- The time (or space) limited exclusives: Many brands love to produce limited editions - for the opening of a new store (like Uniqlo le Marais exclusive jeans for example), for the season (Autmn nail polish limited edition), for special occasions like Christmas, or airport/travel size collections. The technique is: provide something in limited quantity to create a sense of scarcity (there won't be enough for everybody) and urgency (if I don't buy it now it will disappear). Some brands' concept is based around this, like Sézane (which style and philosophy I otherwise like), who creates monthly collections put online at a specific date and time so clients have to hurry lest their size runs out of stock. My opinion on it is: be wary. Of course, if you are looking for a specific item (say, bronze nail polish) and you happen to find the perfect one in the fall limited collection - then go for it, but the reason for purchase should come from your needs and criteria, and not the fact that it is a limited edition.
- Bulk Discounts: I'll end these examples with this one. Buy 2 get one free. Get free shipping for orders over XX€. Get this free pouch if you buy XX€ worth of products... These are textbook techniques to increase the average user revenue - how much a customer spends in average in one visit. You came in for a 6€ hand cream, but you get this free gloss sample if you buy for 20€, so you add to your basket a 15€ item that you didn't really need just to get the sample (or free shipment, or 10% discount...). My advice on this one is also: be wary. If you were planning to purchase 50€ worth of items and happen to get a discount or free shipping, or if you just need to add a 5€ pair of socks that you know you will use to save 10€ in shipment, then yes, use this opportunity. But if it makes you spend much more than you intended, or buy things you don't need, then be wary.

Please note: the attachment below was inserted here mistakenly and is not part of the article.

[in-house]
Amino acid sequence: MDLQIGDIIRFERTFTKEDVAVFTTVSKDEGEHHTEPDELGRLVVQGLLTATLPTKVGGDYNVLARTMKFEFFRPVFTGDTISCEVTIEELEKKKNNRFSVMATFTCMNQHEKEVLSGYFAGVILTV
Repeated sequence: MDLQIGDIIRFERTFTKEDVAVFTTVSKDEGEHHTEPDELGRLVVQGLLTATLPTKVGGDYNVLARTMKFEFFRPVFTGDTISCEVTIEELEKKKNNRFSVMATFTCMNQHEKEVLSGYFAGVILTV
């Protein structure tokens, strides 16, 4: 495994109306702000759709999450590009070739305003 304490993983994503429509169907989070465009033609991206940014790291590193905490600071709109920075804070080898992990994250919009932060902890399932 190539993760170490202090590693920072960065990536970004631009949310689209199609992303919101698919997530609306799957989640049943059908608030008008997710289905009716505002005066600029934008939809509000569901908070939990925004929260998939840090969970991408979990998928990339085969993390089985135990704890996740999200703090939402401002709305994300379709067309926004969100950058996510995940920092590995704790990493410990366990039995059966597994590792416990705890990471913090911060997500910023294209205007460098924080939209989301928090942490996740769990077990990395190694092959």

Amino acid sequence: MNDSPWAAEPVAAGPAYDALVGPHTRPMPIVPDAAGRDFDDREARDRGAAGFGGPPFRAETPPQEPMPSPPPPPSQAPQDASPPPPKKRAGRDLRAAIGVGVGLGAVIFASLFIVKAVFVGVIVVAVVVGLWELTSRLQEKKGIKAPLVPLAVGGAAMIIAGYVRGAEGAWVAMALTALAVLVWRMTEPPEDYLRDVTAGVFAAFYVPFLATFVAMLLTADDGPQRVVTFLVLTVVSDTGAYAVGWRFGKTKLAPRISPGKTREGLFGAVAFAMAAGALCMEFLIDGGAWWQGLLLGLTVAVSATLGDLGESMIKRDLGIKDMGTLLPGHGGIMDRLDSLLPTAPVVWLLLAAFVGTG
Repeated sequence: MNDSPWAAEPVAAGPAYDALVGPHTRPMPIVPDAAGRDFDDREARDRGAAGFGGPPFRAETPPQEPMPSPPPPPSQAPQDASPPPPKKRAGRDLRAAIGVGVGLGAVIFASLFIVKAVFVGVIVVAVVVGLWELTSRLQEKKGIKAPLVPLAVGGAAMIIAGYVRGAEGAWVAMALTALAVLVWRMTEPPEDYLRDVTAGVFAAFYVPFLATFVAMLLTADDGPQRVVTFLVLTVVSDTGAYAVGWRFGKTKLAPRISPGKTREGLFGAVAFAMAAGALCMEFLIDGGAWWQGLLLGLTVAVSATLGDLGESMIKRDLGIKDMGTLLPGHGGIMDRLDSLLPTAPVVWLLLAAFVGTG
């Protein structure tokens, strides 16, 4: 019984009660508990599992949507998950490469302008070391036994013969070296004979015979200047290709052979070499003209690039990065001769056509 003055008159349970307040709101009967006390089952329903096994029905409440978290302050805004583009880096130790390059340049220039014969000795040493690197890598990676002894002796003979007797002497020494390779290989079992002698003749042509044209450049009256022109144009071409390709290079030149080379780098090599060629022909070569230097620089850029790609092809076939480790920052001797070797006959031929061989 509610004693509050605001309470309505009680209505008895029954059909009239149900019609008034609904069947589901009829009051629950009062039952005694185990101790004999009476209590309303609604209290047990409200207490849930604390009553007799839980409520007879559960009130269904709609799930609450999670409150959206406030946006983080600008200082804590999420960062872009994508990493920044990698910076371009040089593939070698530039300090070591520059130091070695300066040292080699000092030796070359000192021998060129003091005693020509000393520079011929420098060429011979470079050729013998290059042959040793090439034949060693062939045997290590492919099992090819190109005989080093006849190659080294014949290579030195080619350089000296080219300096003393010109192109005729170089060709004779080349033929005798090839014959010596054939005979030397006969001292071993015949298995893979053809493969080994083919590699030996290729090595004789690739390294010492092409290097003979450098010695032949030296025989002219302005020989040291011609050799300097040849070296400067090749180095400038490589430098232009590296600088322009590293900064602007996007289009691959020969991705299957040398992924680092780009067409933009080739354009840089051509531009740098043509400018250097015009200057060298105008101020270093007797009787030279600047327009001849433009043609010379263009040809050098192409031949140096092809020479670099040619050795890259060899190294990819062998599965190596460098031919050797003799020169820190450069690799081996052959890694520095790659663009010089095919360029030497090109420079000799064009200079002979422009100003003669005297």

Always Start From Your Needs and WishesWhen I do need or want to take advantage of these offers, the best parade I found as a consumer is to come prepared, with a list of items or item types that I need, and stick to it. Here are the things I take into consideration when I make that list:
- Is there anything I may need from what this store offers? Daily items about to be depleted, an item from my List of the Possible, something that is broken/worn out or on a good way to be...
- Is there anything in that particular offer I can take advantage of? For example: a general discount to buy expensive products which usually are never discounted, travel sized items at the airport because you are currently making tests on this particular area and it's easier to test on smaller products in case it doesn't work...